I ordered one more document from the National Archives to help bolster the MMP-1. Well, really I ordered it because I am nosy. I’m not sure it will add anything to my argument, but I’m curious about what one person thought she was doing, and what other people had to say about it.

It hadn’t previously been scanned. This is a good thing because it means I get a high-quality photograph instead of a low-quality scan from microfilm. Even so, when I first opened it I groaned, because the document has some wrinkles that will make parts of it hard to read, and of course it has those long lines that make lines hard to track across the page.

But when I zoomed in on the writing, it was in English, not Latin. That is going to make it so much easier to decipher. Not only that, it’s in a noticeably more modern hand than the IPM from the previous century. Between those two changes, I’ll be able to read it far more quickly than I expected, although I think I will still have to transcribe it because (due to long lines) if it’s blown up to a size I can read, it doesn’t fit on my monitor.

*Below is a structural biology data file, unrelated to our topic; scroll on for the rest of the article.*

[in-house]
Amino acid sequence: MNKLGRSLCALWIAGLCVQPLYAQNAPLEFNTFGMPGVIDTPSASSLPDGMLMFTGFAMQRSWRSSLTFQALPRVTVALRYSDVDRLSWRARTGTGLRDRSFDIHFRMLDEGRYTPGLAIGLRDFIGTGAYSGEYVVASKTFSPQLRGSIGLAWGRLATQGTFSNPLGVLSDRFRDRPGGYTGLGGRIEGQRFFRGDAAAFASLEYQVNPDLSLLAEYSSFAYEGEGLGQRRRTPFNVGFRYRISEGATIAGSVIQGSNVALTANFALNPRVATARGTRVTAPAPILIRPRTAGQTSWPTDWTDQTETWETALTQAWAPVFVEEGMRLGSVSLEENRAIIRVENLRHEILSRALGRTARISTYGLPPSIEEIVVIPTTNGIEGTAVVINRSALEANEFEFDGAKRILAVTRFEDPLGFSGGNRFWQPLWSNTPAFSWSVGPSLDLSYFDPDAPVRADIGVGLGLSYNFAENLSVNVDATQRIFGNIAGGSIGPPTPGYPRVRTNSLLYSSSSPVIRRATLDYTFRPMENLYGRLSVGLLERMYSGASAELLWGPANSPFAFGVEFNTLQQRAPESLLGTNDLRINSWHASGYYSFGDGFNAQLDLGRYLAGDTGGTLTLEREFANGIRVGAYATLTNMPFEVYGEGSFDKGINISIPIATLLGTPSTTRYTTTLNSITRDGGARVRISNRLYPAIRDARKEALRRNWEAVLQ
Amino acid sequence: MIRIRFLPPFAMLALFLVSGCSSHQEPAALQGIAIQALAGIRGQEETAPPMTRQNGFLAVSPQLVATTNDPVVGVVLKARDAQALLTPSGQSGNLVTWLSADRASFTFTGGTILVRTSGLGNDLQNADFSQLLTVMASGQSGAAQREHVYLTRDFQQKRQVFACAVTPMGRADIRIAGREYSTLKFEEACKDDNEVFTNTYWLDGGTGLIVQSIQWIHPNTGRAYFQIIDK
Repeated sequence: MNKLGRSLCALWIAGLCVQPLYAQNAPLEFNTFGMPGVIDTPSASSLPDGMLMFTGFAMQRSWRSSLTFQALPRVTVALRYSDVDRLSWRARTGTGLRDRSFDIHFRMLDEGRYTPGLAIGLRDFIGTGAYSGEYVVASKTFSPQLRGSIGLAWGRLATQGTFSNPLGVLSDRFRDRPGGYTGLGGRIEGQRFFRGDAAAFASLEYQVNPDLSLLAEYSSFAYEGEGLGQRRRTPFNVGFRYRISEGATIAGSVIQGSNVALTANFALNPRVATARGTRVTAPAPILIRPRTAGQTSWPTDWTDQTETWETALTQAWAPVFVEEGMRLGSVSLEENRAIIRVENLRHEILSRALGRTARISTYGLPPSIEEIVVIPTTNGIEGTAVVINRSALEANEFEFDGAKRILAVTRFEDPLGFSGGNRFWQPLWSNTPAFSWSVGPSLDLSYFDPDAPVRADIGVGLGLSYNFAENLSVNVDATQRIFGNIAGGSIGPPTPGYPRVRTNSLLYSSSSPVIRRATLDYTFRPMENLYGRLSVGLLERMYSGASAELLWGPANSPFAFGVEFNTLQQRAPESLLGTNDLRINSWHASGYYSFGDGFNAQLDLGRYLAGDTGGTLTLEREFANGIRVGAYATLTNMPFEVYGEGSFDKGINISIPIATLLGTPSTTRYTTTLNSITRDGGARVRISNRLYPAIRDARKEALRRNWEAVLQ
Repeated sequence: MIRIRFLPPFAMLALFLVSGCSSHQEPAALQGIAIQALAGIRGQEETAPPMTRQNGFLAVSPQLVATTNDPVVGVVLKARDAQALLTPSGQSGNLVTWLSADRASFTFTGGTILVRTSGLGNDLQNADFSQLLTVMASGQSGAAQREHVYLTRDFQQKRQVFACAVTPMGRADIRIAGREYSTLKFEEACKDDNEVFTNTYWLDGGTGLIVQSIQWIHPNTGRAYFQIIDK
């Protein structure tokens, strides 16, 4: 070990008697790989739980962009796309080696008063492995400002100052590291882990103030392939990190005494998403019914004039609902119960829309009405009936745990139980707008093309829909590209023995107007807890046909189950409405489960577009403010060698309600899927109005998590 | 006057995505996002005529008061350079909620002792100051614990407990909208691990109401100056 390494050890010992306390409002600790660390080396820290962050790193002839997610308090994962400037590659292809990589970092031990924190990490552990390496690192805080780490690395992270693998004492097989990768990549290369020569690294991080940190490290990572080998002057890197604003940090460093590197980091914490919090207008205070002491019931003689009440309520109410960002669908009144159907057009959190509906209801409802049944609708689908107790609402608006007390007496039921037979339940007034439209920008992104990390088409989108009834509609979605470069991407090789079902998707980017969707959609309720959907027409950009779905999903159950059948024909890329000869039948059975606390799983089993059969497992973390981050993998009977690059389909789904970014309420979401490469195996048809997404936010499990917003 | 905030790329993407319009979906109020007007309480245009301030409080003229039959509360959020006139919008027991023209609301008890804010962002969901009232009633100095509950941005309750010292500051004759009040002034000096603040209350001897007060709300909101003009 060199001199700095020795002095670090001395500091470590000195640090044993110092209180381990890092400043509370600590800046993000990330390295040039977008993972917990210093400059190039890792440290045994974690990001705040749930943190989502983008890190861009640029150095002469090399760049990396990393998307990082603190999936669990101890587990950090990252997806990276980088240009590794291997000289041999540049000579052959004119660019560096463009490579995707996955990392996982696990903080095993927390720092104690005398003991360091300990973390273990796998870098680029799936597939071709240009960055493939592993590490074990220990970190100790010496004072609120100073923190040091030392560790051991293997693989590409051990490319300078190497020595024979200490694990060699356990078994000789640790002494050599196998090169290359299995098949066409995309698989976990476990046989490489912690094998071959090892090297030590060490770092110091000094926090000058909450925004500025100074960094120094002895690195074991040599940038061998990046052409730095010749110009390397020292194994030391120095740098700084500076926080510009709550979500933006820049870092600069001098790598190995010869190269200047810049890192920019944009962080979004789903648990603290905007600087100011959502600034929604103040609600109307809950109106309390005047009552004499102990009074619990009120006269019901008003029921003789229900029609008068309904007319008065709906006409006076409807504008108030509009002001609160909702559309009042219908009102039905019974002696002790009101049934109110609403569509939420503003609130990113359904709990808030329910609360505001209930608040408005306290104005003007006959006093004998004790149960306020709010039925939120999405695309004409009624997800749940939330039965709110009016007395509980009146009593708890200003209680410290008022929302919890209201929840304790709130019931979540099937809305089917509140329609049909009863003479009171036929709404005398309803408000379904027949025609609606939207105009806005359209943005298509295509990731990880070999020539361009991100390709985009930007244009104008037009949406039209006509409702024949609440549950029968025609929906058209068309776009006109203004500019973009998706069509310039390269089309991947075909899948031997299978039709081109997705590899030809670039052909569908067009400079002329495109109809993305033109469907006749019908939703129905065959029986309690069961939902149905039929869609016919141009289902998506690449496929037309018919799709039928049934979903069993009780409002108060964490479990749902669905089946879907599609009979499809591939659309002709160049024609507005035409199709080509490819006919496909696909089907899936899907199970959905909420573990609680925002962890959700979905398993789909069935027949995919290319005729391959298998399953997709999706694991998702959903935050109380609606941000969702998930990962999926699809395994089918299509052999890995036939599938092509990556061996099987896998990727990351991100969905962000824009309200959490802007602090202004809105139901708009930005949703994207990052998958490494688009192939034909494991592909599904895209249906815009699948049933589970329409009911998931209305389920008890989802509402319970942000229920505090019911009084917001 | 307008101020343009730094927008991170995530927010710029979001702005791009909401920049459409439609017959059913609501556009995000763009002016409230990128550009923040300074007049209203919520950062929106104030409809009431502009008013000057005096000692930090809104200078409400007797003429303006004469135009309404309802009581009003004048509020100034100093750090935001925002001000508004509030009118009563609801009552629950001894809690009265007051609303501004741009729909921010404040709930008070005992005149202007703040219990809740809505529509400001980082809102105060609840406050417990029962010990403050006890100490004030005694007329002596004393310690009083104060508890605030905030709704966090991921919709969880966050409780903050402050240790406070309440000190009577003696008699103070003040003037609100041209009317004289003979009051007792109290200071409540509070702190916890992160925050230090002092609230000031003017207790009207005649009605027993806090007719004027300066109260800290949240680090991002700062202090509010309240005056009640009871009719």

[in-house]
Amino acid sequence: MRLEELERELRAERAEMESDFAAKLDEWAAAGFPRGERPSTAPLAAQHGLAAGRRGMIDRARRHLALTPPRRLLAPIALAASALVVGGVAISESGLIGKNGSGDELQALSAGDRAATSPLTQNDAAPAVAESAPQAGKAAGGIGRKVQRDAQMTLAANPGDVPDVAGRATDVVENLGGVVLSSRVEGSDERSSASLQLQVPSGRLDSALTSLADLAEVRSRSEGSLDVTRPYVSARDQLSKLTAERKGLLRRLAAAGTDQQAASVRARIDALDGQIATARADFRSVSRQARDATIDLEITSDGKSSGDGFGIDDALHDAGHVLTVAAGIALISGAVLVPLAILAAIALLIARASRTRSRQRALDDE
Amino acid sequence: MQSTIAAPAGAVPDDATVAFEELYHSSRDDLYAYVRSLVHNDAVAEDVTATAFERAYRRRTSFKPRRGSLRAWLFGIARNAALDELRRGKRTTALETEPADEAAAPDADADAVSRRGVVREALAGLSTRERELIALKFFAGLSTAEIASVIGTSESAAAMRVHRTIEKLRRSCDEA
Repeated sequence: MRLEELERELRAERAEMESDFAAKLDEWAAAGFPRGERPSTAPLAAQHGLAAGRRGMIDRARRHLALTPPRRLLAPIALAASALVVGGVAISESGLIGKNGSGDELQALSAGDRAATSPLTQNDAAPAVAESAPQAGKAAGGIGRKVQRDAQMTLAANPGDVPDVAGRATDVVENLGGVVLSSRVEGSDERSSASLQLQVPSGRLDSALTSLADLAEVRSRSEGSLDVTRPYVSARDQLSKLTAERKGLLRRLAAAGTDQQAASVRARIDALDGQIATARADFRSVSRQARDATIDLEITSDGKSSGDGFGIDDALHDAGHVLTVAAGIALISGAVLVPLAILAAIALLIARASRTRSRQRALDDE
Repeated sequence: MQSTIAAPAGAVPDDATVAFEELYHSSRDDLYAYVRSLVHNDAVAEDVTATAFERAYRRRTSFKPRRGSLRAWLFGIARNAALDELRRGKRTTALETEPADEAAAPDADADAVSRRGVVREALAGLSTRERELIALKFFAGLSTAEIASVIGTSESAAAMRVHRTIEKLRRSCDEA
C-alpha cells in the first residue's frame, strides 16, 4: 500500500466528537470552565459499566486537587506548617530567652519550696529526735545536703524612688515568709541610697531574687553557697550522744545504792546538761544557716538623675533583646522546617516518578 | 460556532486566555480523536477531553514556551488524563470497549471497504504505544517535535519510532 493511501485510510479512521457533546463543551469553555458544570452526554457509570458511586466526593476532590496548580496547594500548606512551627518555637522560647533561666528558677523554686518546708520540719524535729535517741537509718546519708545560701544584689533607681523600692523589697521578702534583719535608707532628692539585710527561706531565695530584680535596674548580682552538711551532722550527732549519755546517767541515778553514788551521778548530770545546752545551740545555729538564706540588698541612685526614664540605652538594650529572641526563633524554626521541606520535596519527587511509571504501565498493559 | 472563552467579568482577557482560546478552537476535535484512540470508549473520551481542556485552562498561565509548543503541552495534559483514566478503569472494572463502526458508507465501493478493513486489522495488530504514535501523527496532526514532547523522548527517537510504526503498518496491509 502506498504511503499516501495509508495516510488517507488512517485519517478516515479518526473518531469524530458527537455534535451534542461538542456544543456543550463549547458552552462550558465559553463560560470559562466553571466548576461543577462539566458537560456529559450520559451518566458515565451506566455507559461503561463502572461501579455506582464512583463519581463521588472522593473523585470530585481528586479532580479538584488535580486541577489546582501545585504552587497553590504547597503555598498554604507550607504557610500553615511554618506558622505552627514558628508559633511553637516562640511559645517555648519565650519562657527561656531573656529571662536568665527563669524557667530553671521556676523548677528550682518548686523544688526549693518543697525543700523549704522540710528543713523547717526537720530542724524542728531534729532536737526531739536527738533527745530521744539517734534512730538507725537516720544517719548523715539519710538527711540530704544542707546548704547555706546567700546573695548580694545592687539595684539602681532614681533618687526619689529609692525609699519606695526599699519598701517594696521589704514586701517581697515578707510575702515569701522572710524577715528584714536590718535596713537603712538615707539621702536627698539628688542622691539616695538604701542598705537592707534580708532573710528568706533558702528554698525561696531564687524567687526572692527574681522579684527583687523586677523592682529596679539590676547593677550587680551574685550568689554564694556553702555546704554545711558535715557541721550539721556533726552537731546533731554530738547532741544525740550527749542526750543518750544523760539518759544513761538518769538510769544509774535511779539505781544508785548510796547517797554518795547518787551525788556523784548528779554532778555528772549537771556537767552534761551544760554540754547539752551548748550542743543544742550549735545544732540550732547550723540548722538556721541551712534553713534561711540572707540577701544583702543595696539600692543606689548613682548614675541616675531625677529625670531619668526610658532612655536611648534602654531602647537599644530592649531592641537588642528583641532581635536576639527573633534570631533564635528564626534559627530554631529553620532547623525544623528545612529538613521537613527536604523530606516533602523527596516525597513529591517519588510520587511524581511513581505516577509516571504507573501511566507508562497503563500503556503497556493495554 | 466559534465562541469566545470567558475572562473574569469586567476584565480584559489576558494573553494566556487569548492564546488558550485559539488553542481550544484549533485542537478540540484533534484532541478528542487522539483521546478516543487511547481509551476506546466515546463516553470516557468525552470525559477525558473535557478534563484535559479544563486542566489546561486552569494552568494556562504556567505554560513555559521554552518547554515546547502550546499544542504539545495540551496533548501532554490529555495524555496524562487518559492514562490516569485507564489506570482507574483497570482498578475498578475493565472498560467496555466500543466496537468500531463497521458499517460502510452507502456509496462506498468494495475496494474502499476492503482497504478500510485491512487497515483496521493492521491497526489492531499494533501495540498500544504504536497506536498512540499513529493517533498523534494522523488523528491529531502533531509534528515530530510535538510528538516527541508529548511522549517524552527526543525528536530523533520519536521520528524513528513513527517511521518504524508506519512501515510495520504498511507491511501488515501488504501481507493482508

I feel like a bad medievalist because I am so happy to get to read this thing in English instead of Latin legalese. I am convinced that Real Scholars (TM), like for instance Jon Jarrett, don’t mind reading in abbreviated Latin. For the moment, however, I am content to be a Fake Scholar. I play a medievalist on the Internet. 😉